It helps that my podcast guests tell me about their current reads and top it off with a meditation & writing group, and voila! I am nerding out with more books than I know what to do with. Indeed I’m currently looking to purchase a couple of nice bookshelves because my latest online order of 40-plus recommended reads I’d postponed purchasing for a few months, is littering the sofa in my study. Ah, yes, I gave the name of study to the prettiest room in my place. You get the vibe, right? I’m creating a ritual of sorts around what I care about.
Trust has been on my mind for a few weeks. I talked about it with friends. What makes us trust a business, an online retailer, your bank, or your employer? But this week, it’s personal trust that’s been coming up, in my own life and in the life of the clients I am coaching.
Sharing what I am seeing, I notice that most of us are struggling with boundaries of different varieties, though managing work boundaries seems to be the most difficult—for example, putting work first before well-being, working long hours, not taking sufficient breaks, not looking after our vitality, and putting the reward from work, aka revenue, also as a primary value, over our own personal values.
Boundaries is the first B in the acronym BRAVING coined by Brené Brown for her research on the Anatomy of Trust, which is a great 20 min video you can watch right here.
I’ve been in that place where work came first and where I was glued to my desk ten hours a day or more because of the fast and furious succession of meetings in my calendar. The transition to working from home didn’t help this much; on the contrary, I found the commute in the past to be a break between home and office and back.
When we are unaware of another way of being, this can go on for years. And when we are aware of what else is happening outside our door, that there is another life that we could and want to live, that’s when anxiety and trouble sets in. As grey and heavy as stormy clouds: that is burnout looming.
So when I see others suffer from anxiety, I often spot a crisis of self-trust and integrity underneath, making me want to wave a big red flag.
Whether this happens when employees are not putting sufficient boundaries around work, putting the business’ needs or their team’s or even clients’ needs ahead of their own, they are on the verge of slipping into workaholism. For many, it sounds less bad than other other ‘isms’ of addictions, and that is not true.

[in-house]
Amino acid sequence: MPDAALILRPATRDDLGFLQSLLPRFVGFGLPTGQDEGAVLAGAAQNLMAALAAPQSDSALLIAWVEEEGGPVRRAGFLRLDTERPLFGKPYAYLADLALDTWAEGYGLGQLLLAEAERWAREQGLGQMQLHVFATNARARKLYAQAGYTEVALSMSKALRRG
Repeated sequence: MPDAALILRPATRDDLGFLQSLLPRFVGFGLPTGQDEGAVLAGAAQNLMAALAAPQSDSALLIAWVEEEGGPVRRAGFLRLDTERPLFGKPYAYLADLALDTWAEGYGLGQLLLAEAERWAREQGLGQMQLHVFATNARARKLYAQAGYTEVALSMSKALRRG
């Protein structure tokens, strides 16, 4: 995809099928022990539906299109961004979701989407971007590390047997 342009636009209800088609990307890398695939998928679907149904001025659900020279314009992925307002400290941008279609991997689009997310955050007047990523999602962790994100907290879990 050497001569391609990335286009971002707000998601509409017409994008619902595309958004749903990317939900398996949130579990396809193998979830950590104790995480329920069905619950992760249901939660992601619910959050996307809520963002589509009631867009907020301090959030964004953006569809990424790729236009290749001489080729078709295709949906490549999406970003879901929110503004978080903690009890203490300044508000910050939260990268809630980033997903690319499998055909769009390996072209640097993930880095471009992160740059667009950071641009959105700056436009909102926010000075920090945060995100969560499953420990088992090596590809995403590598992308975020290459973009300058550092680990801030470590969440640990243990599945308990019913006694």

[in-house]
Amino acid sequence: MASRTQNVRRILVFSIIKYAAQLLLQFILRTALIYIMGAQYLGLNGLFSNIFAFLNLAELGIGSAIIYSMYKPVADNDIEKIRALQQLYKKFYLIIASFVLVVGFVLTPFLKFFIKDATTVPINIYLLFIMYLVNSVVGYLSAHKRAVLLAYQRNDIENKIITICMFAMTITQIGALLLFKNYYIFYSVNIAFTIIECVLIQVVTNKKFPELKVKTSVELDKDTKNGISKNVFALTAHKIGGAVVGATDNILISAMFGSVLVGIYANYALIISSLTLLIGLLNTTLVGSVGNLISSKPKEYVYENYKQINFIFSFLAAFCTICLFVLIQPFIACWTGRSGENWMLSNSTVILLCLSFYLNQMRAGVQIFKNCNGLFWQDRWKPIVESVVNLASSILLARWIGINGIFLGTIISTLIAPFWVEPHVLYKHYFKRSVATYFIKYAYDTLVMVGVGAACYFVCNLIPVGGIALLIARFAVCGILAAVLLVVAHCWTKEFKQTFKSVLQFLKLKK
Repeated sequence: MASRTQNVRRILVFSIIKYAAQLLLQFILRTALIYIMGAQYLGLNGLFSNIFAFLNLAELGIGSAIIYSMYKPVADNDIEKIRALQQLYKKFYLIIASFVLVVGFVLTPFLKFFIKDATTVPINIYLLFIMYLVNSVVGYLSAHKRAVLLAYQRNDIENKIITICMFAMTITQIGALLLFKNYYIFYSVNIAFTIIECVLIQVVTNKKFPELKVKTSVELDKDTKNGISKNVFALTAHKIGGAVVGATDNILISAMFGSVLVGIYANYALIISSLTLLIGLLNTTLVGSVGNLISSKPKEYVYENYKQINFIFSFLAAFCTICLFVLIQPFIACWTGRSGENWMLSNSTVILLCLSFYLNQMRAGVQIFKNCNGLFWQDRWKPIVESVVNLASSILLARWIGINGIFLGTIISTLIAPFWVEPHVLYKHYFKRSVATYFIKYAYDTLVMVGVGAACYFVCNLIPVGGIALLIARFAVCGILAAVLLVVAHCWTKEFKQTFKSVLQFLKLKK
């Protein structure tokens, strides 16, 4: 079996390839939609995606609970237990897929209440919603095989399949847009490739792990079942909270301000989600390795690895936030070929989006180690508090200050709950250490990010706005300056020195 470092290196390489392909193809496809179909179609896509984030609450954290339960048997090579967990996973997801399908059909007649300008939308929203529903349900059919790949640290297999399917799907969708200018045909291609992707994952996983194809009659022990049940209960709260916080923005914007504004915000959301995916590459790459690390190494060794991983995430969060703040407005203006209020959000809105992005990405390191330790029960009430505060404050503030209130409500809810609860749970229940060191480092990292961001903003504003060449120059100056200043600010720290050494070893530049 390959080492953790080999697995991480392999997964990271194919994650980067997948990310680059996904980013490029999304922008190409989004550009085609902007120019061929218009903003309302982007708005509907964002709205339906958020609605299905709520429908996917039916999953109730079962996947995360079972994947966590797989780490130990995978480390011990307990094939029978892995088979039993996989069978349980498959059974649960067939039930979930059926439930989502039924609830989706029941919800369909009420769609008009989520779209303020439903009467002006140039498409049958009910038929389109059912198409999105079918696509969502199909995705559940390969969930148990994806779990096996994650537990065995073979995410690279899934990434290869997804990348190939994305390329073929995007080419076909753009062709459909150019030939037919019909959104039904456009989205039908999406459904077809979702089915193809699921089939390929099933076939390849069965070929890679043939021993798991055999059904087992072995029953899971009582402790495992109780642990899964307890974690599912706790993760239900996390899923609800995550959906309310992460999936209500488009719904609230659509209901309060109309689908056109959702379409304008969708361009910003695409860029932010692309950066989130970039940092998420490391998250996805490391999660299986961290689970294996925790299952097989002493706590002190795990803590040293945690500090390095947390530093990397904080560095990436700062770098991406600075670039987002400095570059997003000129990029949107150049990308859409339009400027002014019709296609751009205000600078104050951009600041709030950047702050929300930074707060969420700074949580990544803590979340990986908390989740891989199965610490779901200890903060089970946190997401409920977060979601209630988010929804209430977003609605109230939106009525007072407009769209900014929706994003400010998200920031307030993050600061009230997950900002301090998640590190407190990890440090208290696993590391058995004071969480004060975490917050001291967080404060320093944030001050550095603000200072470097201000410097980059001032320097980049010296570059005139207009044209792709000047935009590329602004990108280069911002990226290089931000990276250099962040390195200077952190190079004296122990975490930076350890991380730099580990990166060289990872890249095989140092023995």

Someone fittingly recounted to me the other day a big “a-ha” moment for her that happened the day she realised: “You may love the company but the company is never going to love you back.” Ha! Does that ring true to you?
With boundaries being the starting point for trust, that first B of BRAVING, I can’t help but look at where I failed as an entrepreneur, in the last few years, to uphold my own boundaries, namely in letting people get away with giving me less than I need.
In business terms it’s taken the form of delayed payments or people asking for big favours or introductions, while having no intention of actually using my services: an unfavourable exchange.
But the next question to ask is about accountability, the A in BRAVING. Who was I being in these business relationships, where is my responsibility in not getting these needs met?
With businesses suffering with cash flow troubles over the course of the last 15 months, it’s embarrassingly easy to spot. Overstretched because of being over generous, now my boundaries are right up. My time, my well-being and my cash flow deserve love and care.
I wonder if that resonates with any of you?
The thing is, trust is the foundation of everything we do. When we communicate well, it creates flow and encourages easy relationships. When it’s lost, it can feel like it will be lost forever, even if that’s not the case.
Trust is built in the smallest actions. And so are our boundaries. Turtle steps, as coach Martha Beck calls them, are all we need to take, to demonstrate that we can show up.
Whether for ourselves, for our well-being or to repair strained relationships with others. A five minute break. A sincere apology. Self-compassion. A yoga class or a walk outside. Putting things on the schedule (it is shown that calendarising is one of the most effective ways to act on a change we want to make).
Consider where trust is shaky in your life.
Consider where your boundaries are too low.
Where are you maybe not in accordance with your values?
And consider the tiniest steps you can take, real life actions you can make to start making the change you want to see.
Stephen MR Covey in his book the Speed of Trust says it best:
“What you do has far greater impact than anything you say.”